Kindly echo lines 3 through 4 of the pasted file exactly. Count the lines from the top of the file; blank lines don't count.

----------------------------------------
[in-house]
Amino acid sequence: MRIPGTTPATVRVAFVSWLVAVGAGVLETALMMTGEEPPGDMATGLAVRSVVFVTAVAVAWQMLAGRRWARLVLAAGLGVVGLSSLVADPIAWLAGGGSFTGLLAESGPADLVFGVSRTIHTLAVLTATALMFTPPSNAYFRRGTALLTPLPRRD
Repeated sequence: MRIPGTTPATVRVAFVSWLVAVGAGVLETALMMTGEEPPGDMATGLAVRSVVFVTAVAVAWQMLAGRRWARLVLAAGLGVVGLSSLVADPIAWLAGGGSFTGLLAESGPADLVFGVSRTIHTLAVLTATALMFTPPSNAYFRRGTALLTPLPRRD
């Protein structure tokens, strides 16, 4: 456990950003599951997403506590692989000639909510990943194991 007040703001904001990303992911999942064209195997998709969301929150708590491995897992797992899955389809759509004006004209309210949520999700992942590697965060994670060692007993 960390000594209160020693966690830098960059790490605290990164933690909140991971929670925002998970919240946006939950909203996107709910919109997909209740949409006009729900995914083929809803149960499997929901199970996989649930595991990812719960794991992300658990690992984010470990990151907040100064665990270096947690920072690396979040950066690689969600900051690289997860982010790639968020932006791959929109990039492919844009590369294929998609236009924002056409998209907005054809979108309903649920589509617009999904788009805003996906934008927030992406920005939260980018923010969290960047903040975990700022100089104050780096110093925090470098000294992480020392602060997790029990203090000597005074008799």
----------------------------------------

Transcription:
Repeated sequence: MRIPGTTPATVRVAFVSWLVAVGAGVLETALMMTGEEPPGDMATGLAVRSVVFVTAVAVAWQMLAGRRWARLVLAAGLGVVGLSSLVADPIAWLAGGGSFTGLLAESGPADLVFGVSRTIHTLAVLTATALMFTPPSNAYFRRGTALLTPLPRRD
């Protein structure tokens, strides 16, 4: 456990950003599951997403506590692989000639909510990943194991 007040703001904001990303992911999942064209195997998709969301929150708590491995897992797992899955389809759509004006004209309210949520999700992942590697965060994670060692007993 960390000594209160020693966690830098960059790490605290990164933690909140991971929670925002998970919240946006939950909203996107709910919109997909209740949409006009729900995914083929809803149960499997929901199970996989649930595991990812719960794991992300658990690992984010470990990151907040100064665990270096947690920072690396979040950066690689969600900051690289997860982010790639968020932006791959929109990039492919844009590369294929998609236009924002056409998209907005054809979108309903649920589509617009999904788009805003996906934008927030992406920005939260980018923010969290960047903040975990700022100089104050780096110093925090470098000294992480020392602060997790029990203090000597005074008799």